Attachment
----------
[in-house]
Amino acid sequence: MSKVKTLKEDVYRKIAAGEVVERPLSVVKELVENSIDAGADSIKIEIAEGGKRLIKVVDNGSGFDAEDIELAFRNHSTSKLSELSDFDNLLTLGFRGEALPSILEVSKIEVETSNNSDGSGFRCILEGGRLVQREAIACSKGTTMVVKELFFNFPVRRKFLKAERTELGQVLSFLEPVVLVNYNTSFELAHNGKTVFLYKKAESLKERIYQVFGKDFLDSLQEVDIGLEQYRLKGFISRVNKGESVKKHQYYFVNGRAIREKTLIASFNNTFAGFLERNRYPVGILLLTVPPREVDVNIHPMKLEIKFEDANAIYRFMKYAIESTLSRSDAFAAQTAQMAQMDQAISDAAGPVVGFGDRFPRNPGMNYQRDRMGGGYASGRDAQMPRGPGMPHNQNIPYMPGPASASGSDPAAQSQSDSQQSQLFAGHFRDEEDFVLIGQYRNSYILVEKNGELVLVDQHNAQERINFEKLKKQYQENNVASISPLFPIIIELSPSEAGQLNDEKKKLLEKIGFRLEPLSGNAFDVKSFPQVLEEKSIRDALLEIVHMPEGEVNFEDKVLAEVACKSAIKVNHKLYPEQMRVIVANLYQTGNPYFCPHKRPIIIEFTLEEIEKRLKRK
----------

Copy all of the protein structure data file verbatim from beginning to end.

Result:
[in-house]
Amino acid sequence: MSKVKTLKEDVYRKIAAGEVVERPLSVVKELVENSIDAGADSIKIEIAEGGKRLIKVVDNGSGFDAEDIELAFRNHSTSKLSELSDFDNLLTLGFRGEALPSILEVSKIEVETSNNSDGSGFRCILEGGRLVQREAIACSKGTTMVVKELFFNFPVRRKFLKAERTELGQVLSFLEPVVLVNYNTSFELAHNGKTVFLYKKAESLKERIYQVFGKDFLDSLQEVDIGLEQYRLKGFISRVNKGESVKKHQYYFVNGRAIREKTLIASFNNTFAGFLERNRYPVGILLLTVPPREVDVNIHPMKLEIKFEDANAIYRFMKYAIESTLSRSDAFAAQTAQMAQMDQAISDAAGPVVGFGDRFPRNPGMNYQRDRMGGGYASGRDAQMPRGPGMPHNQNIPYMPGPASASGSDPAAQSQSDSQQSQLFAGHFRDEEDFVLIGQYRNSYILVEKNGELVLVDQHNAQERINFEKLKKQYQENNVASISPLFPIIIELSPSEAGQLNDEKKKLLEKIGFRLEPLSGNAFDVKSFPQVLEEKSIRDALLEIVHMPEGEVNFEDKVLAEVACKSAIKVNHKLYPEQMRVIVANLYQTGNPYFCPHKRPIIIEFTLEEIEKRLKRK